* C$ at C$0.9962 vs US$, or $1.0038
* Gets support from stronger-than-expected European data
* Political uncertainty in Spain, Italy still weighs
* C$ strongest against yen since mid-2010
By Alastair Sharp
TORONTO, Feb 5 Canada's dollar gained against
its U.S. counterpart on Tuesday, helped by better-than-expected
euro zone and U.S. economic data, but the currency remained
under pressure as political uncertainty in Spain and Italy
Traders were also looking ahead to Canadian employment data
due at the end of the week and testimony from departing Bank of
Canada chief Mark Carney to a British parliamentary committee on
"We'll get a typical knee-jerk reaction if it (Friday's jobs
data) is weaker, and if we see another outlier to the topside
we'll probably see dollar-Canada trend down to the low 99s or
high 98s," said Matt Perrier, managing director of foreign
exchange sales at BMO Capital Markets.
The currency changed hands at C$0.9962 to the U.S.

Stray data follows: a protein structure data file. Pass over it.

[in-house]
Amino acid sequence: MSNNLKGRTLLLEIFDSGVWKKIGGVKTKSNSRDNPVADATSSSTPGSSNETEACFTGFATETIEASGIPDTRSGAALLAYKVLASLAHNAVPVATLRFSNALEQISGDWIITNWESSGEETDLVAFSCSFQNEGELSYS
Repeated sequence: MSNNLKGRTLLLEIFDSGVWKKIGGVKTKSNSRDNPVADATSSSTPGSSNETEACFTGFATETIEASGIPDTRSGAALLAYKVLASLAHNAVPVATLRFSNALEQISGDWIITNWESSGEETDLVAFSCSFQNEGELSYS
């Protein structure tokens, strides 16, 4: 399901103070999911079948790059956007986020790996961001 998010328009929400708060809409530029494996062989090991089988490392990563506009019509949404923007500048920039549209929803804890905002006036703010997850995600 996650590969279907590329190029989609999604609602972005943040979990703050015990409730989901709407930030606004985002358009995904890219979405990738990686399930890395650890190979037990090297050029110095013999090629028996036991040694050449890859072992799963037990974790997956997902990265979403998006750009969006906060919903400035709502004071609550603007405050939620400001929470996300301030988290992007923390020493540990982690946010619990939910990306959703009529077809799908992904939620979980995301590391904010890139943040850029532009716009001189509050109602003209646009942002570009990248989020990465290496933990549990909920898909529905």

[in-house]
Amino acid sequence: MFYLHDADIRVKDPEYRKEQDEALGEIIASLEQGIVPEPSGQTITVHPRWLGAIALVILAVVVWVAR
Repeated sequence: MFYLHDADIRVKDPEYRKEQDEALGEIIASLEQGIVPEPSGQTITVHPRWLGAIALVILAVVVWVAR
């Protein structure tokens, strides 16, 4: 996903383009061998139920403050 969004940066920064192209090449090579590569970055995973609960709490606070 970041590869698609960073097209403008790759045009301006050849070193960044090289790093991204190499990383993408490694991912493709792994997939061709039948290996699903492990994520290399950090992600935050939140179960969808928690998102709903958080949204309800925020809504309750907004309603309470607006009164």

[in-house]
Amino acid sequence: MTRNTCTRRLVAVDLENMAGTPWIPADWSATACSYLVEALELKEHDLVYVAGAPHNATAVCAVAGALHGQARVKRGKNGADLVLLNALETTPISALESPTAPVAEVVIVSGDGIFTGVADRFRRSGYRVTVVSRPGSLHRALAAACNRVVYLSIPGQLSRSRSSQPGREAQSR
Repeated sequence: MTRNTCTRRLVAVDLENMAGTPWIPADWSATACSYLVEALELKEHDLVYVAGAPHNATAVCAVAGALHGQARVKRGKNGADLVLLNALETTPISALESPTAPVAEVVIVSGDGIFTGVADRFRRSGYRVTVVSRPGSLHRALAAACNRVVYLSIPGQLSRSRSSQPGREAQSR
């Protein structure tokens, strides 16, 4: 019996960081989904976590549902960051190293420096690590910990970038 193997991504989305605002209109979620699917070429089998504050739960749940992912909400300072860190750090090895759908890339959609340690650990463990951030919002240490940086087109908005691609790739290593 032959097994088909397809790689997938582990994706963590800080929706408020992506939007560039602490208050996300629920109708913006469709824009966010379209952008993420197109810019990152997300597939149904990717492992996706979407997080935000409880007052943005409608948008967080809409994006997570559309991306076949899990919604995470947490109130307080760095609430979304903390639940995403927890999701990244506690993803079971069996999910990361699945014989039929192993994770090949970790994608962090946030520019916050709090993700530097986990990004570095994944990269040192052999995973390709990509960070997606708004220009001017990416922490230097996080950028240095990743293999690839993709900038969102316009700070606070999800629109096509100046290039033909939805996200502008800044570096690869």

dollar, or $1.0038, at the end of Tuesday's North American
session, compared with Monday's close of C$0.9986, or $1.0014.
The Canadian dollar rose after a survey showed business
optimism in the euro zone at an eight-month high.
Meanwhile, the vast U.S. services sector expanded, although
the pace slowed. The U.S. market is the biggest destination for
Still, perceived weakness or political uncertainty in either
region could weaken the Canadian currency through the
one-for-one level with the greenback, said Don Mikolich,
executive director of foreign exchange sales at CIBC.
"It has people thinking that we could see a retest above
par. The C$1.0050 area had been the previous high. I think
that's a potential target over the next little bit," Mikolich
The Canadian dollar did better against other major
currencies on Tuesday, hitting its strongest level against the
yen since mid-2010, as some Japanese companies stepped
up hedging against further weakness on expectations of more
aggressive easing by the Bank of Japan.
It also firmed to C$1.3441 against the euro, its strongest
level since Jan. 25.
Canadian government bond prices fell across the curve, with
the two-year Canadian government bond easing 4
Canadian cents to yield 1.176 percent, and the benchmark 10-year
bond sliding 42 Canadian cents to yield 2.033